While the international naval presence off the east African coast gets most of the attention, the problems in the Gulf of Guinea remain a serious problem that can spill over into a problem impacting your wallet.
On Monday the Movement for the Emancipation of the Niger Delta (MEND) disabled pipelines used by US owned Chevron over the weekend. On Tuesday a Nigerian navy patrol foiled an attempted attack on an offshore oil facility operated French owned Total on Tuesday.
"Men in speedboats tried to attack our Amenam offshore field and they were driven away by a (navy) patrol team," Total spokesman Fred Ohwawa said.20 miles offshore is in international waters. The US Navy has been increasing presence in the region with the African Partnership Station, but it does raise the question whether a larger presence is necessary. MEND has a history of attempting to attack these large offshore oil platforms, and the pattern suggests these attacks will continue.
Amenam lies about 30 kilometres (20 miles) offshore from Rivers State in the Niger Delta.
A spokesman for the Joint Task Force (JTF) protecting oil firms and facilities in the restive region confirmed the incident.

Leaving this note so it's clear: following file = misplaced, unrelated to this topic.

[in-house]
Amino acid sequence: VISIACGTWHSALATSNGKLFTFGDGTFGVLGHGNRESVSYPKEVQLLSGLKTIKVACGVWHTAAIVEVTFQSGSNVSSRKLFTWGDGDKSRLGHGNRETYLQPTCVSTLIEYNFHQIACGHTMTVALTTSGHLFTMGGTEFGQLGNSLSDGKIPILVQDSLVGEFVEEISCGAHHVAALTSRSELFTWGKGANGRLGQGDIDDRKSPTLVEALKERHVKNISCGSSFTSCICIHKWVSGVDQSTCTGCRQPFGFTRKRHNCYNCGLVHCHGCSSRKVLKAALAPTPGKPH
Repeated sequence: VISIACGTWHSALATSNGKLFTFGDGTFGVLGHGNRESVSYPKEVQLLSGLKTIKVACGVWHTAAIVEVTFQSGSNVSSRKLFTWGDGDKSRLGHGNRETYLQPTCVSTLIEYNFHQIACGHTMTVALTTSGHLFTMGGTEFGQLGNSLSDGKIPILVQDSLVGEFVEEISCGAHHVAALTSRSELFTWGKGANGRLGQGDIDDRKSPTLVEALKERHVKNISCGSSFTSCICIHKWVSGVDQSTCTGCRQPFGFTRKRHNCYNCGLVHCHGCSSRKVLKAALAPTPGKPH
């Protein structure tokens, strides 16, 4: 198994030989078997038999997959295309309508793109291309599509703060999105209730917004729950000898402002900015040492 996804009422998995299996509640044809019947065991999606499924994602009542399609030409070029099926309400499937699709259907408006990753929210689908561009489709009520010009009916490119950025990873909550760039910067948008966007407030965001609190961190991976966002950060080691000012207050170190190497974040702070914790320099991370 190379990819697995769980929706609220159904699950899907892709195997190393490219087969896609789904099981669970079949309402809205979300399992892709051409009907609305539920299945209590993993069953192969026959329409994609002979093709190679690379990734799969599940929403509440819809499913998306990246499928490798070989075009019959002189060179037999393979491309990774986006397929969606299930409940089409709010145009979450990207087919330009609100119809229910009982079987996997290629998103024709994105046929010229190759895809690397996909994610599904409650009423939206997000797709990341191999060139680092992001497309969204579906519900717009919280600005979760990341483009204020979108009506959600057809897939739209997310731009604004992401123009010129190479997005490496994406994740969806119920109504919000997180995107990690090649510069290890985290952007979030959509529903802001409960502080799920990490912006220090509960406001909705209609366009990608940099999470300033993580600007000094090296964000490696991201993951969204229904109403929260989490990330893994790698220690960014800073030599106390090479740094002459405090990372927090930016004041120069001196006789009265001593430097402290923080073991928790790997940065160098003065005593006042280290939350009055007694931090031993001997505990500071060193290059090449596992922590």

"There was an attempt to attack a Total's offshore facility, but the criminals were driven away," Colonel Rabe Abubakar told AFP.
All it takes is one successful attack, or even one attack that goes badly, and we have a potential huge global economic impact on energy or even a regional environmental problem that could trigger a chain reaction of events throughout that region.
It isn't an accident that last year when oil prices at the pump were so high, it was during the height of conflict between MEND and the Nigerian government. Oil production at that time was down to below 1 million barrels per day. After the loss of 100,000 barrels per day due to pipeline damage of the Chevron facility, Nigeria is pumping 1.76 million barrels per day. That compares to 2.6 million barrels per day back in January 2006.
Study after study suggests the western oil companies do a better job than the Nigerian government insuring the local population gets an economic boost in the local economy from the oil production. The Obama administration must do more to encourage the Nigerian government to pump revenues from oil back into the local economy as part of improving security. It is one of many necessary steps needed to fight the MEND insurgency.
Crude oil imports to the United States from Nigeria are down almost half from last year, and it looks like increased crude oil imports from the African nations of Angola and Algeria are making up the difference. Reasons for the decline include the global economic depression, the MEND insurgency, and diversification of supply. The real question is what happens when global demand increases with an economic rebound, and if the Nigerian government starts pulling in huge sums of cash as a result of increased oil demand... how will MEND react?